Mortensen doesn't know classical music at all; classic rock is as close as he comes. But there's something about what he's hearing that he really likes.
Mortensen doesn't know about major or minor keys: "Whatever it was," he says, "it made me feel at peace."
So, for the first time in his life, Mortensen lingers to listen to a street musician. He stays his allotted three minutes as 94 more people pass briskly by. When he leaves to help plan contingency budgets for the Department of Energy, there's another first. For the first time in his life, not quite knowing what had just happened but sensing it was special, John David Mortensen gives a street musician money.
THERE ARE SIX MOMENTS IN THE VIDEO THAT BELL FINDS PARTICULARLY PAINFUL TO RELIVE: "The awkward times," he calls them. It's what happens right after each piece ends: nothing. The music stops. The same people who hadn't noticed him playing don't notice that he has finished. No applause, no acknowledgment. So Bell just saws out a small, nervous chord -- the embarrassed musician's equivalent of, "Er, okay, moving right along . . ." -- and begins the next piece.
After "Chaconne," it is Franz Schubert's "Ave Maria," which surprised some music critics when it debuted in 1825: Schubert seldom showed religious feeling in his compositions, yet "Ave Maria" is a breathtaking work of adoration of the Virgin Mary. What was with the sudden piety? Schubert dryly answered: "I think this is due to the fact that I never forced devotion in myself and never compose hymns or prayers of that kind unless it overcomes me unawares; but then it is usually the right and true devotion." This musical prayer became among the most familiar and enduring religious pieces in history.
A couple of minutes into it, something revealing happens. A woman and her preschooler emerge from the escalator. The woman is walking briskly and, therefore, so is the child. She's got his hand.
"I had a time crunch," recalls Sheron Parker, an IT director for a federal agency. "I had an 8:30 training class, and first I had to rush Evvie off to his teacher, then rush back to work, then to the training facility in the basement."
Evvie is her son, Evan. Evan is 3.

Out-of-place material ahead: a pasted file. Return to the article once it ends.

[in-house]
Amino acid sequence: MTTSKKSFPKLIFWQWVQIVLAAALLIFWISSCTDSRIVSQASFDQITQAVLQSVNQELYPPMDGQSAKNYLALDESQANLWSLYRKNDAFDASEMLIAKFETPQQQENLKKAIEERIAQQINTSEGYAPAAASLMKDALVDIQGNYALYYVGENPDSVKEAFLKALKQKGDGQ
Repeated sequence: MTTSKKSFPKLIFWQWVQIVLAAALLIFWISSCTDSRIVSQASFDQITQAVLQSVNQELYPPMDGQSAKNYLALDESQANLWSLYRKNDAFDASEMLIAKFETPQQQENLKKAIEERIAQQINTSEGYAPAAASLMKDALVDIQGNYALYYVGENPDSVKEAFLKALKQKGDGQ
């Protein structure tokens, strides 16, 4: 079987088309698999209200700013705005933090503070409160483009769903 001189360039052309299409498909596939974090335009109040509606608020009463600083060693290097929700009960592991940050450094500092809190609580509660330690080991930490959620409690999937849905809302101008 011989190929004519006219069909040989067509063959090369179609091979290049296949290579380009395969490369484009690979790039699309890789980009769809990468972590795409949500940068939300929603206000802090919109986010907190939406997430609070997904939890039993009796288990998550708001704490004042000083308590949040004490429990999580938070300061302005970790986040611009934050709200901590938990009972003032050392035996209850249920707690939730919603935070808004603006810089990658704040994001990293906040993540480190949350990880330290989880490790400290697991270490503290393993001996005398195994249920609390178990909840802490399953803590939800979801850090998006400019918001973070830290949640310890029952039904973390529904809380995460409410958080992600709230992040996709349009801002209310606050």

You can see Evan clearly on the video. He's the cute black kid in the parka who keeps twisting around to look at Joshua Bell, as he is being propelled toward the door.
"There was a musician," Parker says, "and my son was intrigued. He wanted to pull over and listen, but I was rushed for time."
So Parker does what she has to do. She deftly moves her body between Evan's and Bell's, cutting off her son's line of sight. As they exit the arcade, Evan can still be seen craning to look. When Parker is told what she walked out on, she laughs.
"Evan is very smart!"
The poet Billy Collins once laughingly observed that all babies are born with a knowledge of poetry, because the lub-dub of the mother's heart is in iambic meter. Then, Collins said, life slowly starts to choke the poetry out of us. It may be true with music, too.
There was no ethnic or demographic pattern to distinguish the people who stayed to watch Bell, or the ones who gave money, from that vast majority who hurried on past, unheeding. Whites, blacks and Asians, young and old, men and women, were represented in all three groups. But the behavior of one demographic remained absolutely consistent. Every single time a child walked past, he or she tried to stop and watch. And every single time, a parent scooted the kid away.
IF THERE WAS ONE PERSON ON THAT DAY WHO WAS TOO BUSY TO PAY ATTENTION TO THE VIOLINIST, it was George Tindley. Tindley wasn't hurrying to get to work. He was at work.
The glass doors through which most people exit the L'Enfant station lead into an indoor shopping mall, from which there are exits to the street and elevators to office buildings. The first store in the mall is an Au Bon Pain, the croissant and coffee shop where Tindley, in his 40s, works in a white uniform busing the tables, restocking the salt and pepper packets, taking out the garbage. Tindley labors under the watchful eye of his bosses, and he's supposed to be hopping, and he was.
But every minute or so, as though drawn by something not entirely within his control, Tindley would walk to the very edge of the Au Bon Pain property, keeping his toes inside the line, still on the job. Then he'd lean forward, as far out into the hallway as he could, watching the fiddler on the other side of the glass doors. The foot traffic was steady, so the doors were usually open. The sound came through pretty well.
"You could tell in one second that this guy was good, that he was clearly a professional," Tindley says. He plays the guitar, loves the sound of strings, and has no respect for a certain kind of musician.
"Most people, they play music; they don't feel it," Tindley says. "Well, that man was feeling it. That man was moving. Moving into the sound."